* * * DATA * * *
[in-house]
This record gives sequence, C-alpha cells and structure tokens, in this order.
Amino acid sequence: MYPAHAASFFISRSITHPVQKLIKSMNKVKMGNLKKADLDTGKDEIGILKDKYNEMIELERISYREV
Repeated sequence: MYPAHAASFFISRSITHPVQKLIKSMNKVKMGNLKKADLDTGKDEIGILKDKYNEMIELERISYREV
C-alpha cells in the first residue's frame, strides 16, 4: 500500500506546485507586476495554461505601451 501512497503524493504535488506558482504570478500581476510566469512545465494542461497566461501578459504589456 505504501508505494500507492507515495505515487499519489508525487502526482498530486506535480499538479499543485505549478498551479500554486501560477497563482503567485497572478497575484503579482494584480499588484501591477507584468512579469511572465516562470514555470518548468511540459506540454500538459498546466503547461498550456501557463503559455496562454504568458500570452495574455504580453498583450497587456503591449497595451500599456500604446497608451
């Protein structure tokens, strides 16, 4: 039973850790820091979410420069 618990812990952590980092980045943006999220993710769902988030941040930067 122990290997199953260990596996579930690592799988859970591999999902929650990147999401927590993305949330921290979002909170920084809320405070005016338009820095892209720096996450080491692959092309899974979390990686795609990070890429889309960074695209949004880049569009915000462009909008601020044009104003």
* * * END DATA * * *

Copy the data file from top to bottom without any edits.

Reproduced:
[in-house]
This record gives sequence, C-alpha cells and structure tokens, in this order.
Amino acid sequence: MYPAHAASFFISRSITHPVQKLIKSMNKVKMGNLKKADLDTGKDEIGILKDKYNEMIELERISYREV
Repeated sequence: MYPAHAASFFISRSITHPVQKLIKSMNKVKMGNLKKADLDTGKDEIGILKDKYNEMIELERISYREV
C-alpha cells in the first residue's frame, strides 16, 4: 500500500506546485507586476495554461505601451 501512497503524493504535488506558482504570478500581476510566469512545465494542461497566461501578459504589456 505504501508505494500507492507515495505515487499519489508525487502526482498530486506535480499538479499543485505549478498551479500554486501560477497563482503567485497572478497575484503579482494584480499588484501591477507584468512579469511572465516562470514555470518548468511540459506540454500538459498546466503547461498550456501557463503559455496562454504568458500570452495574455504580453498583450497587456503591449497595451500599456500604446497608451
């Protein structure tokens, strides 16, 4: 039973850790820091979410420069 618990812990952590980092980045943006999220993710769902988030941040930067 122990290997199953260990596996579930690592799988859970591999999902929650990147999401927590993305949330921290979002909170920084809320405070005016338009820095892209720096996450080491692959092309899974979390990686795609990070890429889309960074695209949004880049569009915000462009909008601020044009104003």